A Mockery of Justice and Equity by Sakshi Yadav

One fine morning a boy of 18 years old with his friend was barged into Tihar jail. The charges were murder, terrorism and waging war against the nation. Mohammad Aamir Khan then served 14 years in prison, whereas his friend Shakeel was found hanging from the ceiling in Dasna Jail. During these dreadful years,Aamir’s family was broken both in terms of finances as well as in terms of “faith in justice”. Aamir’s father died and this didn’t even come in his knowledge. His mother was struck down by a brain hemorrhage, lost her voice and became paralytic. After 14 years he was acquitted of all the charges because there was no evidence to prove the aforementioned charges.[1] But can anyone in this entire world bring Aamir’s youth back? Or his father? Or his innocent friend?

There have been thousand cases wherein victims while seeking for justice are victimized by the procedures and by the people in thehierarchy of justice administration. These people themselves create their de-facto powers.

However, in extreme cases, a completely innocent person becomes a victim of wrong administration of justice and same has happened with Mohammad Aamir Khan.

In another situation at Bombay High Court, Justice MridulaBhatkar granted bail to three murderers relying on their plea that they were provoked in the name of religion. These three accused attended a meeting conducted by Hindu RashtraSena wherein a co-accused gave instigating speech. Half an hour later these accused started roaming on the road with arms and weapons. Shaikh Mohsin, the deceased, was going for dinner with his colleague. Based on his appearance (a green pastel T-Shirt and long beards), these accused assaulted him resulting in grave injuries. And finally before reaching the hospital he had already succumbed to the injuries.After serving meagerly1 year and 6 months in prison, these three murderers walked freely on 16th January 2017;[2]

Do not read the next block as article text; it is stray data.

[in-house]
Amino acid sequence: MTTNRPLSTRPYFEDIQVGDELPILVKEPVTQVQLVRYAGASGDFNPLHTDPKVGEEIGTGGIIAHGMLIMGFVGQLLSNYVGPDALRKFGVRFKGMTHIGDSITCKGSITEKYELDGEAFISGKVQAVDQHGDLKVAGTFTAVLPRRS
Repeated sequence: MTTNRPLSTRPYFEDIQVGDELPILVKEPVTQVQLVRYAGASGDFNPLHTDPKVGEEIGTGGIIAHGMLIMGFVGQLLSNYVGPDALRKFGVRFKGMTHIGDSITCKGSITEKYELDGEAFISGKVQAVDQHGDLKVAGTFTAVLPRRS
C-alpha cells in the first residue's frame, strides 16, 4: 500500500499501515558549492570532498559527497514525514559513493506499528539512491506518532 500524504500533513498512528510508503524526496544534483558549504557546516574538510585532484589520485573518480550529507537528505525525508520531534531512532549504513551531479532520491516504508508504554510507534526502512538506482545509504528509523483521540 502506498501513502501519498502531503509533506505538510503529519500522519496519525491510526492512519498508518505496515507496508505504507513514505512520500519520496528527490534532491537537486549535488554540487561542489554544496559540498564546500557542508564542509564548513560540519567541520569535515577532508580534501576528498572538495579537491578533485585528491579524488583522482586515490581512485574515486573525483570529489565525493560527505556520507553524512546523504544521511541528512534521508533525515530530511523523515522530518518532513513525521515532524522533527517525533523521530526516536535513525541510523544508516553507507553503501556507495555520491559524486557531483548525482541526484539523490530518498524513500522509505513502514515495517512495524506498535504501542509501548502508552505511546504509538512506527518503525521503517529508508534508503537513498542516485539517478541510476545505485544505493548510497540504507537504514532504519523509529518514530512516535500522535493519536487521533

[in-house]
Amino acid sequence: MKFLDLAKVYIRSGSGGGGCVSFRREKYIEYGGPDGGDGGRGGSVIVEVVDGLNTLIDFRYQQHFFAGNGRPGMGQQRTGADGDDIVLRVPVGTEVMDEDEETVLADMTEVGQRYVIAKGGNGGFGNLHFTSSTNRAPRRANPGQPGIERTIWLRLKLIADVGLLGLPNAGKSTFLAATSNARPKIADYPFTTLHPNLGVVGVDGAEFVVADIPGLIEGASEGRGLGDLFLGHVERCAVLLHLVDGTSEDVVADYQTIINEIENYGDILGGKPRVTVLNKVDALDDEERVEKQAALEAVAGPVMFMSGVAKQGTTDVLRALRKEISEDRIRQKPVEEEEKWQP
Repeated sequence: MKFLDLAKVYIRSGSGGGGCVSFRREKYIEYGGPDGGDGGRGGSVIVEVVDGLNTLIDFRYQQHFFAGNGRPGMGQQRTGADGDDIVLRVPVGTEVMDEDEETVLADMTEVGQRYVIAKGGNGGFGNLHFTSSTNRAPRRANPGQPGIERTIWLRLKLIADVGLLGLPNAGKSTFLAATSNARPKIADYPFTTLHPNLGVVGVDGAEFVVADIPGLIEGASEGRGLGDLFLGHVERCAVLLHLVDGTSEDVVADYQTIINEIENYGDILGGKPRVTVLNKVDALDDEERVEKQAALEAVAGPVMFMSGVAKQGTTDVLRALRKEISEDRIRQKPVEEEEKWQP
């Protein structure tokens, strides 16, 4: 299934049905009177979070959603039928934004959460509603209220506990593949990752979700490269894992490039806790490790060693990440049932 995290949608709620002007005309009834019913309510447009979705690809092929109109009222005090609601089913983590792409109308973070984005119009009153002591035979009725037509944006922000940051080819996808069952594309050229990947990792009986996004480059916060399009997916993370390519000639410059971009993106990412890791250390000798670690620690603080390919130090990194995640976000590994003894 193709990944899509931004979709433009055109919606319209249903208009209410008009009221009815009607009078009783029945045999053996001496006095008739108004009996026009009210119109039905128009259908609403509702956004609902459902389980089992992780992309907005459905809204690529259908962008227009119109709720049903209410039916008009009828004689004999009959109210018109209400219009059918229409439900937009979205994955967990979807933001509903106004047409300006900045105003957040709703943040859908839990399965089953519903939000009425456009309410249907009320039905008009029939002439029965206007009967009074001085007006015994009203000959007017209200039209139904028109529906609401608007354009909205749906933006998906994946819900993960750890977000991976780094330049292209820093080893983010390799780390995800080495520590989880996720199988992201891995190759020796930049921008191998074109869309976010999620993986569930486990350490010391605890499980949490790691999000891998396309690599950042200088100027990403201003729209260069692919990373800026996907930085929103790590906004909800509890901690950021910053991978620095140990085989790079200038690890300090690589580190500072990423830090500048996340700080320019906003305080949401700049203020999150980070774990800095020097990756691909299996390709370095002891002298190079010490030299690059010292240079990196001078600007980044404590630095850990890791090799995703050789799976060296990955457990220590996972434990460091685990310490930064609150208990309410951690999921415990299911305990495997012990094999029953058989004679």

The aim and objective of courts are to deter crime. This aim can be achieved by many principals. One can rely on different facets of penology. However, a case wherein a person has lost his life, when a justice relies on a plea as mentioned above it becomes difficult for common people to rely on justice.

And NO, it’s not Aamir’s or Shakeel’s story or the story of those murderers who walk freely, it is the story of ‘Us’, the story of ‘Lawyers’, the story of ‘Judges’and the story of ‘Equity’. And yet again we never fail to come up with an all new story which is a mockery of Justice.

To all the readers, especially from the field of law, I want to ask: When did it become so hard for us to inhabit in the world of Aamir and Shakeel? To walk in their shoes and understand their grievances? To give judgments to prevent, deter and avert crime?

In the first year at law school we passionately talk about ‘JUSTICE’, by the end of the secondyear, we start reading Lord Denning’s judgment for the understanding of ‘EQUITY’ and then by the end of the third year we start focusing on our career and grabbing opportunities. This last stage is where we start placing money and our jobs before justice.

Why? Why is it so hard for us to recall the passion we had for ‘law’ and ‘justice’? Why cannot we persist on that passion? This forced me to write these lines:

Once I thought of fighting against evil and conquer the injustice,

 But then with society and precedents, I adjusted,

For once I use to believe in change and eradication of sinful,

And now the ‘just’ in (m)edwindles;

It’s impossible for me to define, in these limited words, all the cases wherein we have failed to establish an example and uplift the true spirit of ‘justice’. But there are several things that we shall keep in our minds while performing our duties as guardians of ‘justice and equity’.

  1. Administration of Criminal Justice is initiated with the receipt of FIR with respect to the commission of a cognizable offence. Section 157[3]states that this report is first sent to the magistrate of the area. The Delhi High Courts has directed electronic transmission of FIR to concerned magistrate immediately.
  2. Law of Arrest